Tag Archives: land records

What I Don’t Know, Part 7: Dimick’s Land in Hardin County

Similar to what I demonstrated in the last post regarding the Scroggins family land, I did a similar search for the Dimick family in Hardin County. Jeduthan and his wife Mary purchased land from the Federal government and the transaction is recorded at the General Land Office website:

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Jeduthan’s land was purchased in 1834. He died in 1837. Mary’s land was purchased in 1838, a year after his death. If you examine where each parcel of land was located you might notice something interesting. The entries in this database tell you where the land was located with what looks like a secret code. Jeduthan’s land is described as: NE1/4 of the NW1/4 in Township 12 South, Range 8 East in Section 32. Mary’s land is described as: E1/2 of the SW1/4 in Township 29, Range 8 East in Section 29.

Every township is numbered in the same way, beginning from the upper right corner of the township, moving to the left (west), then down and across to the right (east) and so forth. Each township is 1 square mile and consists of 36 sections or 36 square miles. If you examine Jeduthan and Mary’s land purchases on a map, they line up more or less like this:

2014-03-31 06.20.12 pmOk, the above map is not to scale but I know that the land they purchased lined up and gave the family a large farm. How does their land location compare to the Scroggins family? Using the GLO site’s map feature and Photoshop, I layered the two maps to line them up:

2014-03-31 09.39.29 pmSanders Scroggins land is within the green square on the left of the screen and Jeduthan and Mary Dimick’s land is within the square on the right. The families lived fairly close to one another, possibly attended the same church, social gatherings, or perhaps did business in the town of Rosiclare or Elizabethtown.

Using land records puts the families in a time and place and in relation to each other. By doing this exercise, you can see how your ancestors may have interacted or maybe determine if you are even working with the correct ancestors. If they lived too far apart, it might be a case of mistaken identity. However with names like Sanders Scroggins and Jeduthan Dimick, I think I’ve got the right men.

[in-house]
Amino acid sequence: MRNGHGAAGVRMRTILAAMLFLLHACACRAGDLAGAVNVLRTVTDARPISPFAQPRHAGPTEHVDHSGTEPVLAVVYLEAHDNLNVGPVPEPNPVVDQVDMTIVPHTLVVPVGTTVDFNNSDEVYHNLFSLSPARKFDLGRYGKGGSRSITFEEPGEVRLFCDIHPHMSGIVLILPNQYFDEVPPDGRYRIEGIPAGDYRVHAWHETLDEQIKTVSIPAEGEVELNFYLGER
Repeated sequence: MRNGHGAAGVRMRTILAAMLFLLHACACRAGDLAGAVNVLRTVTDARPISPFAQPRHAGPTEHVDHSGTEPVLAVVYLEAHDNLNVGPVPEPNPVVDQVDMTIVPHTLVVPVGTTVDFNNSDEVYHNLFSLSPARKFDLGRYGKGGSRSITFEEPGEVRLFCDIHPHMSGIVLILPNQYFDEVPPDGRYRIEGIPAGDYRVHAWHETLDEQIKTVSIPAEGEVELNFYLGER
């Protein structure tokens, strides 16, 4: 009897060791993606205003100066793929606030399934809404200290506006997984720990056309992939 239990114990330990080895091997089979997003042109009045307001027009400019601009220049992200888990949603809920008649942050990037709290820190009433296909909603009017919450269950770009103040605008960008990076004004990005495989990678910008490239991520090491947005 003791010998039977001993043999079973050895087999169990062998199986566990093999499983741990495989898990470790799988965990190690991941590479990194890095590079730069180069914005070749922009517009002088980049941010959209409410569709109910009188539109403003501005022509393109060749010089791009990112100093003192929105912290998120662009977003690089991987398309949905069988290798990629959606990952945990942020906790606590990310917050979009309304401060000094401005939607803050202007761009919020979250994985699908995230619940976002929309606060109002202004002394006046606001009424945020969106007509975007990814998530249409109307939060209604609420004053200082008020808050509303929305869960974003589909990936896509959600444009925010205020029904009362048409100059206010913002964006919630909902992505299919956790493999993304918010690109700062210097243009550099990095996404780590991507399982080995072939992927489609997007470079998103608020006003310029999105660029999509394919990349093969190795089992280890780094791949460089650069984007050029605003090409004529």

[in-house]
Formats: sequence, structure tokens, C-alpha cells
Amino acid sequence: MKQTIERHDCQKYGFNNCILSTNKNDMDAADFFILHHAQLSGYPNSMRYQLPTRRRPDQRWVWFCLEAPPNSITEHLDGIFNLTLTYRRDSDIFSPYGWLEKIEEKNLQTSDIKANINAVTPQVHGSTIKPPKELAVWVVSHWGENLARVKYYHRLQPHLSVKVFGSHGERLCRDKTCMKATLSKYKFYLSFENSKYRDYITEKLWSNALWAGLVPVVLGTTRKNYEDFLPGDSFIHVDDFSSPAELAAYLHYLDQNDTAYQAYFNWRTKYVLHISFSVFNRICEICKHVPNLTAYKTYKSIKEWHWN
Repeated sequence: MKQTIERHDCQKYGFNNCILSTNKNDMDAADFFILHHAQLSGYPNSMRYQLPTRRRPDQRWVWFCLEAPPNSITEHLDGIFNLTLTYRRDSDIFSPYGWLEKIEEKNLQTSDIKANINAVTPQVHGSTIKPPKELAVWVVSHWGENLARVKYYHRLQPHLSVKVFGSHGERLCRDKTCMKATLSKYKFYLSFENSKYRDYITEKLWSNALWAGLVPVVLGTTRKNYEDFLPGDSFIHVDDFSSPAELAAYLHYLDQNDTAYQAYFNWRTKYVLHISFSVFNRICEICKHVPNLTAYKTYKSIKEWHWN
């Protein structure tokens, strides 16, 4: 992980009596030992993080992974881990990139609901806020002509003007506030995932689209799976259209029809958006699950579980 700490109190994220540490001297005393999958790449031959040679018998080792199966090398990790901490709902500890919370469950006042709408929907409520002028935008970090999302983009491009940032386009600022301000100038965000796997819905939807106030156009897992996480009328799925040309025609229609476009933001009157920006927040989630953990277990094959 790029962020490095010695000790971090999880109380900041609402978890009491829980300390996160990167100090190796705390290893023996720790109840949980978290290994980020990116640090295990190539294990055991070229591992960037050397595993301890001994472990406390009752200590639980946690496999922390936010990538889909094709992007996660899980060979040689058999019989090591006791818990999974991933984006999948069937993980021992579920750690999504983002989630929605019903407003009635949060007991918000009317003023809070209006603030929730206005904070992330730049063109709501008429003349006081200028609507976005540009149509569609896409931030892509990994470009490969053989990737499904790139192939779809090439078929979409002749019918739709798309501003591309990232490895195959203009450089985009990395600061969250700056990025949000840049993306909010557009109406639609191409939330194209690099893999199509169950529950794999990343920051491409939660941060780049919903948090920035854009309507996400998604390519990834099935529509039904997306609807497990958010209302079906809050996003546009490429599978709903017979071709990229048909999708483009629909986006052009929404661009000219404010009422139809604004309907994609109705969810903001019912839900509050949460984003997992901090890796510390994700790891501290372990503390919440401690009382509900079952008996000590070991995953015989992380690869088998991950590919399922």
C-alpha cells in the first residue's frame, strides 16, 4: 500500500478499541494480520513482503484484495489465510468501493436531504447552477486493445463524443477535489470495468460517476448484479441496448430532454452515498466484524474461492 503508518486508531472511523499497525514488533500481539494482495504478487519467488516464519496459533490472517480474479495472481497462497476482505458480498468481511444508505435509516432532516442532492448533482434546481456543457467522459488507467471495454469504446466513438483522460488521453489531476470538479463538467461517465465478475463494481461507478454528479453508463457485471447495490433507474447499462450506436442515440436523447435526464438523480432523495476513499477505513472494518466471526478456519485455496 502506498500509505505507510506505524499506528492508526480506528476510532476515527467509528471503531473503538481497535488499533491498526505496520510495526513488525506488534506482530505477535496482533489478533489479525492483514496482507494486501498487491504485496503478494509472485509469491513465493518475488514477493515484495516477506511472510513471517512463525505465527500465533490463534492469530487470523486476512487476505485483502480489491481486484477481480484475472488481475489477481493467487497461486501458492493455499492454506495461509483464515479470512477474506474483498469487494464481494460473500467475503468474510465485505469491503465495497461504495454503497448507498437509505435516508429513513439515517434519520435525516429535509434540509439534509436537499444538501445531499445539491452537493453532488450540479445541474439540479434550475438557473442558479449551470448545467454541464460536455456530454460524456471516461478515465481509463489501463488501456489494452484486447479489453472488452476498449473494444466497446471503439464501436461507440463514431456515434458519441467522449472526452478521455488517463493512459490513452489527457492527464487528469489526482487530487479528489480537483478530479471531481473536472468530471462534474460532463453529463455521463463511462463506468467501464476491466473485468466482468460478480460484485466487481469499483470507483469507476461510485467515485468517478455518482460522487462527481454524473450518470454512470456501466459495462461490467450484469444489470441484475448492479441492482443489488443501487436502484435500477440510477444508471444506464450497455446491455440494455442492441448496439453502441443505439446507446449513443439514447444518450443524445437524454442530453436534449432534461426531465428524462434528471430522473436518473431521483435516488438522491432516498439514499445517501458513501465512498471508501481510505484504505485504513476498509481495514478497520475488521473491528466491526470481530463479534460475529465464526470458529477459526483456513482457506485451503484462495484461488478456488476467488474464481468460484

In the next several posts I will follow these men in vital, military and other records that are available online.

What I Don’t Know, Part 6: Scroggins’ Land in Hardin County

After reviewing the census and getting at least a beginning framework for the families I’m researching, I like to turn to land records and maps. This allows me to put the people in a physical location, and in relation to each other.

Illinois is a public land state meaning their lands were surveyed using the rectangular system. For my search I used two online databases to help locate the Scroggins and Dimick families:

These two databases seem to index the same information, however, you may find that one site is easier to use than the other. The GLO site has the advantage of having maps and original documents attached to the entries. Regardless of which site you use, always use the information to locate your research subjects on a map.

Beginning with the GLO records I found several Scroggins entries in Hardin County, Illinois.

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Sanders Scroggins bought land with two other men in 1851.
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Many men with the surname “Scroggins” obtained land from the federal government, including Chatten Scroggins in 1825.
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In 1855 Sanders Scroggins obtains more land.

The area in green is where Sanders Scroggins 1855 land is located. (This map can be obtained at the GLO database site.)

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The land is located northwest of Elizabethtown and Rosiclare.

I won’t bore you with all of the maps for all of the land transactions described above, but take a look for yourself if you wish. The GLO database is a rich treasure chest of information. You can find the original land patents and maps showing their locations.

The Illinois State Archives has an index of their Public Domain Land Sales. When searching for “Scroggins” I found the following entries:

2014-03-31 03.01.46 pmOften a capitalized “S” can look like a capitalized “L” so I am willing to bet that all of those “Landers” Scroggins are really Sanders’ land purchases. The Illinois Archive does not have digitized copies of the originals, instead you will get a transcription.

The next post will discuss the Dimick family’s entries and how the two families relate to each other on a map.